Subject: Re: Donation models
From: "Benjamin J. Tilly " <>
Date: Thu, 04 Jul 2002 05:06:12 +0800

Simon Cozens <> wrote:
> I have two problems with the open source donation model.
> The first is that open source projects are made from code, and the best
> donation I can give them is not money but code. In the case of Perl, I
> maintain nearly 40 modules, managed the release of the first few
> versions of the Perl 6 interpreter, and have contributed many patches
> and documents to the Perl 5 core. I feel absolutely no guilt at all for
> not giving a single cent to the fundraising drive.

And the time commitment it takes to do this this is...?

My comment about donation did not imply that people should feel obliged
to donate money.  I very specifically said that being able to donate
money somewhere is an easy way for people who have other commitments on
their time.

> If all we did was throw money at a small number of people to get the
> code written for us, there'd be no community to maintain.

Obviously.  However I also think that we got our money's worth from
Damian Conway.

> Second, and far more seriously, donation models reinforce the myth that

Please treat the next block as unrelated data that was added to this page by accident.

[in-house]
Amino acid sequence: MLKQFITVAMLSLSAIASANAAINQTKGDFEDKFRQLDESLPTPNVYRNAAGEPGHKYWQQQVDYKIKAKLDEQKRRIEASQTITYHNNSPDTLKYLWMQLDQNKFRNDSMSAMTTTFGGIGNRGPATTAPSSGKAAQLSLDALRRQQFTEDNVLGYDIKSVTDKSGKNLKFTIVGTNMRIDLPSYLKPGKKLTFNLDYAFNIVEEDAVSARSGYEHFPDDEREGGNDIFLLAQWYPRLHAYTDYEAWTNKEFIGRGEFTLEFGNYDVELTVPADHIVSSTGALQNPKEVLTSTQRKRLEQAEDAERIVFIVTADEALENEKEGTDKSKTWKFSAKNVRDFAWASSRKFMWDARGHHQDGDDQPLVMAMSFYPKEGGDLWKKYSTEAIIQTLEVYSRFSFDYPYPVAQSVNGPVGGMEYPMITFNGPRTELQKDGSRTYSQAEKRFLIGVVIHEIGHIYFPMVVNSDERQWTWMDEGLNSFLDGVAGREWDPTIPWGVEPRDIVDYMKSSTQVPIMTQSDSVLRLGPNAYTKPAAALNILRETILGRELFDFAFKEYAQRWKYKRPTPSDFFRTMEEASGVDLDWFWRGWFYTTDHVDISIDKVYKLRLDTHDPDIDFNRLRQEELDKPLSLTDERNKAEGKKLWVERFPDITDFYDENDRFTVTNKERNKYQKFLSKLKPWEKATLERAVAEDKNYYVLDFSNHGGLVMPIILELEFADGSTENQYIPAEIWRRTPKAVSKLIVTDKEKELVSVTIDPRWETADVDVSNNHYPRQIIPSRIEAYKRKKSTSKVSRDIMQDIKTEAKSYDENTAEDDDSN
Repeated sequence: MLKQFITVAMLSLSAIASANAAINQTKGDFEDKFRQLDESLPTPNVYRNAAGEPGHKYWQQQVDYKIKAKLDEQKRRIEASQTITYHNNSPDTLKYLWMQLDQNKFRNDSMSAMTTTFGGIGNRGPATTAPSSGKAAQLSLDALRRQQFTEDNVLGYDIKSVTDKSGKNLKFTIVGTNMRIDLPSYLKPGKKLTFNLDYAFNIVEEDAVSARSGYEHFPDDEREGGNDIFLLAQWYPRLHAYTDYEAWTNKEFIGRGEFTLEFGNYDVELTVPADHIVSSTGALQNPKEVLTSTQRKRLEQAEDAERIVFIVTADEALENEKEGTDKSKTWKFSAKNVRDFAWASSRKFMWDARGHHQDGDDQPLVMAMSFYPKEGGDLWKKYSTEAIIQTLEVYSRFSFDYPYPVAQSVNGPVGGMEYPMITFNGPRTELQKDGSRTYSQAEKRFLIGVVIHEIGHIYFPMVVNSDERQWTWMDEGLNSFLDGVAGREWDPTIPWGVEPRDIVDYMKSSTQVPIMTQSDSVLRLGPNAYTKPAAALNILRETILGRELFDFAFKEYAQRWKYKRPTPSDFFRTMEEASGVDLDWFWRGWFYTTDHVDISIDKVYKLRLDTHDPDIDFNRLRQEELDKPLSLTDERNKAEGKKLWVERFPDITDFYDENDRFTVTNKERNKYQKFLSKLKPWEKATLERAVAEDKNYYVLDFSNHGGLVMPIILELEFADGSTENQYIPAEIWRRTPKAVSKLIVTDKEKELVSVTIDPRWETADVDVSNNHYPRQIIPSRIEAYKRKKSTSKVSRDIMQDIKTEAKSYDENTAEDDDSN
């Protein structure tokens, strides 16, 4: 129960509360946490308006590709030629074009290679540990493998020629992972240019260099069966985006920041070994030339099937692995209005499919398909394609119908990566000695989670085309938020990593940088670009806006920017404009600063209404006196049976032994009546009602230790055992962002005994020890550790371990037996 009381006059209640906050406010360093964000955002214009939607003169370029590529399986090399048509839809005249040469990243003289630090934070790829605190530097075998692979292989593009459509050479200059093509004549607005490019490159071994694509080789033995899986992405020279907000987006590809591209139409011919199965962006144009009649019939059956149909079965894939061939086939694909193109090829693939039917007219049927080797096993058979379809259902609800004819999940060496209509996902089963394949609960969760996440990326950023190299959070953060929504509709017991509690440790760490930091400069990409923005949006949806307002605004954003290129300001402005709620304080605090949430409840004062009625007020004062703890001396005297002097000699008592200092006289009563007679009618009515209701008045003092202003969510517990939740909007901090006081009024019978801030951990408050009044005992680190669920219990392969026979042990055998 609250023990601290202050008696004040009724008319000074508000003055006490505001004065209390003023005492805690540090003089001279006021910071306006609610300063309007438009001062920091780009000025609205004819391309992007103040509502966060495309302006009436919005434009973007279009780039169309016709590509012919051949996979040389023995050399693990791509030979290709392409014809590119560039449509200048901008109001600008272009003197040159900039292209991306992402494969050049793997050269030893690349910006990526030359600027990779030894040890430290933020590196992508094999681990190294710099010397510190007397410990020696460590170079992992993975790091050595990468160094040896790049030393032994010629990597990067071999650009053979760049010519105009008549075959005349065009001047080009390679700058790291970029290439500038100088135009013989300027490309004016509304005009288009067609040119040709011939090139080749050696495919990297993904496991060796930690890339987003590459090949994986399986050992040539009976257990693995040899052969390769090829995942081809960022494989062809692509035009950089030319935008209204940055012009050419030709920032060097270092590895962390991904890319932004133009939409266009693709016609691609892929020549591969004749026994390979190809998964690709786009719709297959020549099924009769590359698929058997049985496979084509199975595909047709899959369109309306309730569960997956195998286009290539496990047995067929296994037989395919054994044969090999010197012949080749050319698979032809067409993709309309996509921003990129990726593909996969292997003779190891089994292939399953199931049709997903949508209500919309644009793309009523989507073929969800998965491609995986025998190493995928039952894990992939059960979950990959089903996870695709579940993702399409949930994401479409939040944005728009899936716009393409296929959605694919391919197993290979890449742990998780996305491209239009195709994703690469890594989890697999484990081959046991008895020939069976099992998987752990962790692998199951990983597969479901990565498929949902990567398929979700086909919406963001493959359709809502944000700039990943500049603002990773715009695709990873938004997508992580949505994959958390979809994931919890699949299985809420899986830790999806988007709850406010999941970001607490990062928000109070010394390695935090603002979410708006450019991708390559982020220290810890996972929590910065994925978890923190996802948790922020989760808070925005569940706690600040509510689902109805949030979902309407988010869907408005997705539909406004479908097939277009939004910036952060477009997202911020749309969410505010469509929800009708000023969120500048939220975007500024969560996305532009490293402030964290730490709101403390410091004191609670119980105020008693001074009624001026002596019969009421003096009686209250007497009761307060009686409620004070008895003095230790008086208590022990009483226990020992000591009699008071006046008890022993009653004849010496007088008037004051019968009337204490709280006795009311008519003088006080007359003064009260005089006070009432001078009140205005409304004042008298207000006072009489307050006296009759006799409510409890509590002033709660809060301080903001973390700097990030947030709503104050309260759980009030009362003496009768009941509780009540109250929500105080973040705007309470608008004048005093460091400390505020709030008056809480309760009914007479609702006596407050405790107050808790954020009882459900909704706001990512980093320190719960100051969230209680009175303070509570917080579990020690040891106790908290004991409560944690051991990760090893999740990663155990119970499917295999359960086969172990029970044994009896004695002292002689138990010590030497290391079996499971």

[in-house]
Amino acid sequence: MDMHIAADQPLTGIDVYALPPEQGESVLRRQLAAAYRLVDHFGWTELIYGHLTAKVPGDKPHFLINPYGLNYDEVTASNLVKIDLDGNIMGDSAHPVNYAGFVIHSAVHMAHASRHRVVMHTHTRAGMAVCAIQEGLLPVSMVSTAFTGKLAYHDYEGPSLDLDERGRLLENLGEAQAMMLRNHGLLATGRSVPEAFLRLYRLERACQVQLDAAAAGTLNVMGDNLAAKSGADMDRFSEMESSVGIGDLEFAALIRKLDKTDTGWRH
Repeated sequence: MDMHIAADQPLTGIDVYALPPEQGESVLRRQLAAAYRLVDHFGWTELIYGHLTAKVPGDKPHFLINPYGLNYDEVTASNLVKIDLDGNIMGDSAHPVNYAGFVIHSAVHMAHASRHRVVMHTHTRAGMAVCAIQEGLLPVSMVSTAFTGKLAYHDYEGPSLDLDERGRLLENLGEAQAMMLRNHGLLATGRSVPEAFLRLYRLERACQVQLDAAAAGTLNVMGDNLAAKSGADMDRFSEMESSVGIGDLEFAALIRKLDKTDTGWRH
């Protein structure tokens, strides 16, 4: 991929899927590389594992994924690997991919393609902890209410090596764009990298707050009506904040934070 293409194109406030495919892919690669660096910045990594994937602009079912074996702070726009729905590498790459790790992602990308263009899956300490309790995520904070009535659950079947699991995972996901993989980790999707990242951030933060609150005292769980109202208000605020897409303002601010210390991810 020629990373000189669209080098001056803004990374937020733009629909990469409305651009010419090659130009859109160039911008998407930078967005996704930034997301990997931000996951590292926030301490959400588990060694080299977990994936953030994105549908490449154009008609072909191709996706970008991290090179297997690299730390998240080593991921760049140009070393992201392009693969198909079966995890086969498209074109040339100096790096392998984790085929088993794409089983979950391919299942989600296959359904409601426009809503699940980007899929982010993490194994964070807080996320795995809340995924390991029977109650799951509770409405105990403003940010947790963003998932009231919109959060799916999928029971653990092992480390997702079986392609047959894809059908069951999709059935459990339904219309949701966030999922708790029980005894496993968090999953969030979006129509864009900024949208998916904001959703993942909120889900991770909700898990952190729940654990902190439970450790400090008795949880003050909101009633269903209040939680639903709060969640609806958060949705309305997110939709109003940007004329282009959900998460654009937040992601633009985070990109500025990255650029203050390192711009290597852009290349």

> software is important in any meaningful sense of the word. Of course,
> software is relatively important to programmers, but for the vast
> majority of the world, it's pretty meaningless.

For the vast majority of the world, software is pretty meaningless.  I
fully agree.  But software forms part of an economic infrastructure
which is pretty darned important.

> I'm very lucky that I have the opportunity to give reasonable sums of
> money to charity reasonably often. When this happens, I naturally have a
> number of things vying for my donations. Here are a few:
>     * Work with homeless people in my home town.
>     * Care for the elderly mentally ill.
>     * Providing AIDS vaccines for children in Africa.
>     * Digging wells and providing fresh water for villages in Pakistan.
>     * Allowing privileged first-world programmers to sit in front of a
> computer for more hours than they currently do.

Hmm.  I put a lot of energy into my wife.  She does the first two.  She
treats AIDS patients - which is close enough to the third for government
work.  But, alas, she missed perfection because she doesn't do the
fourth, and she positively discourages the last.

Of course she also happens to be a medical resident in a public

My point is not to mock your donation priorities.  It is to establish a
perspective for my statement that my wife's experience says that "pretty
meaningless" things like pagers, personal organizers, and general
software are enabling factors that help the important stuff get done.

(And what she does is generally accepted as "important stuff".)

> Put like that, I hope it is clear that software is not as important as
> the biased eye of a programmer may perceive. Indeed, no matter how much
> of my income I derive from the existence of a given open source project,
> it becomes very difficult for me to fail to take a global view in cases
> like this. The common counterargument that I should donate money to Perl